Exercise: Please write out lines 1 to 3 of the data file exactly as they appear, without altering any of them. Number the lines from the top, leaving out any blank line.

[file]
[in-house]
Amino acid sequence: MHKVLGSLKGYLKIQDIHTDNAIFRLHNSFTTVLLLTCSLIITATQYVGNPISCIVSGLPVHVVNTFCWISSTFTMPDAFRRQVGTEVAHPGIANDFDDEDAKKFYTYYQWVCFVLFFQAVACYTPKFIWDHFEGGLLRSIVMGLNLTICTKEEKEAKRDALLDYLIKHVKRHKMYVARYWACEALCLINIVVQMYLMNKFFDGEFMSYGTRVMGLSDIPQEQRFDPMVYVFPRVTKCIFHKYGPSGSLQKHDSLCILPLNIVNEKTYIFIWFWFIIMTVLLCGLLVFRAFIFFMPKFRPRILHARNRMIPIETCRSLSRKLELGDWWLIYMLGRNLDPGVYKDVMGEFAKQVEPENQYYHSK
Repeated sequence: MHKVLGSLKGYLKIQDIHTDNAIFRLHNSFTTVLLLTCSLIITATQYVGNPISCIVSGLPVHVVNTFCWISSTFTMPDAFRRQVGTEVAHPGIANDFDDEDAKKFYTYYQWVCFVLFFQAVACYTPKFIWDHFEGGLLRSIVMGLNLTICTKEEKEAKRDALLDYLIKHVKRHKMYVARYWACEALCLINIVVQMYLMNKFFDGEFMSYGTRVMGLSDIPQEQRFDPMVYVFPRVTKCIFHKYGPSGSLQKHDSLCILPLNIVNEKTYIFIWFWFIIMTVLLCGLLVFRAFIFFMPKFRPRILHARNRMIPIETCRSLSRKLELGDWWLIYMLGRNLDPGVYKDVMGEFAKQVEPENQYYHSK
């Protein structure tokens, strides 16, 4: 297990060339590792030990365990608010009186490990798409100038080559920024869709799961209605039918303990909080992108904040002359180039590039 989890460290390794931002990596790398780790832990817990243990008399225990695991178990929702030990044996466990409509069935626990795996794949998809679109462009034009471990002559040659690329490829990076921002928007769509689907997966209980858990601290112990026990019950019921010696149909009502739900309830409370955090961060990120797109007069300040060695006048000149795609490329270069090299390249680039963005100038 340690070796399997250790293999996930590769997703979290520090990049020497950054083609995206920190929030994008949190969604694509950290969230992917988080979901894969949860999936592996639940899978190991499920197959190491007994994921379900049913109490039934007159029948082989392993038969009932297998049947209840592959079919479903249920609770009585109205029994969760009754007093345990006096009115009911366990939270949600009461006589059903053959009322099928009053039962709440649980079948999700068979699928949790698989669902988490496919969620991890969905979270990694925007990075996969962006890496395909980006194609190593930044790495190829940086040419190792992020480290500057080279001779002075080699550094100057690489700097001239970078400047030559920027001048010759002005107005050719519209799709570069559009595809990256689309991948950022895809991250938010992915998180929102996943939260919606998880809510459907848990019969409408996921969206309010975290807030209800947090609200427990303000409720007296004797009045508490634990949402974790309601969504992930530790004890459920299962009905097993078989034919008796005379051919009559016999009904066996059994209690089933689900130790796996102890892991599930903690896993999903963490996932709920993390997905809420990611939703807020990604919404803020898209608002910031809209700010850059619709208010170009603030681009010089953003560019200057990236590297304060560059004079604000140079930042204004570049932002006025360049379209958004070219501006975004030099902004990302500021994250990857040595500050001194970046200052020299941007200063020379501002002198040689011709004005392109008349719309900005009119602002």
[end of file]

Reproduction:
[in-house]
Amino acid sequence: MHKVLGSLKGYLKIQDIHTDNAIFRLHNSFTTVLLLTCSLIITATQYVGNPISCIVSGLPVHVVNTFCWISSTFTMPDAFRRQVGTEVAHPGIANDFDDEDAKKFYTYYQWVCFVLFFQAVACYTPKFIWDHFEGGLLRSIVMGLNLTICTKEEKEAKRDALLDYLIKHVKRHKMYVARYWACEALCLINIVVQMYLMNKFFDGEFMSYGTRVMGLSDIPQEQRFDPMVYVFPRVTKCIFHKYGPSGSLQKHDSLCILPLNIVNEKTYIFIWFWFIIMTVLLCGLLVFRAFIFFMPKFRPRILHARNRMIPIETCRSLSRKLELGDWWLIYMLGRNLDPGVYKDVMGEFAKQVEPENQYYHSK
Repeated sequence: MHKVLGSLKGYLKIQDIHTDNAIFRLHNSFTTVLLLTCSLIITATQYVGNPISCIVSGLPVHVVNTFCWISSTFTMPDAFRRQVGTEVAHPGIANDFDDEDAKKFYTYYQWVCFVLFFQAVACYTPKFIWDHFEGGLLRSIVMGLNLTICTKEEKEAKRDALLDYLIKHVKRHKMYVARYWACEALCLINIVVQMYLMNKFFDGEFMSYGTRVMGLSDIPQEQRFDPMVYVFPRVTKCIFHKYGPSGSLQKHDSLCILPLNIVNEKTYIFIWFWFIIMTVLLCGLLVFRAFIFFMPKFRPRILHARNRMIPIETCRSLSRKLELGDWWLIYMLGRNLDPGVYKDVMGEFAKQVEPENQYYHSK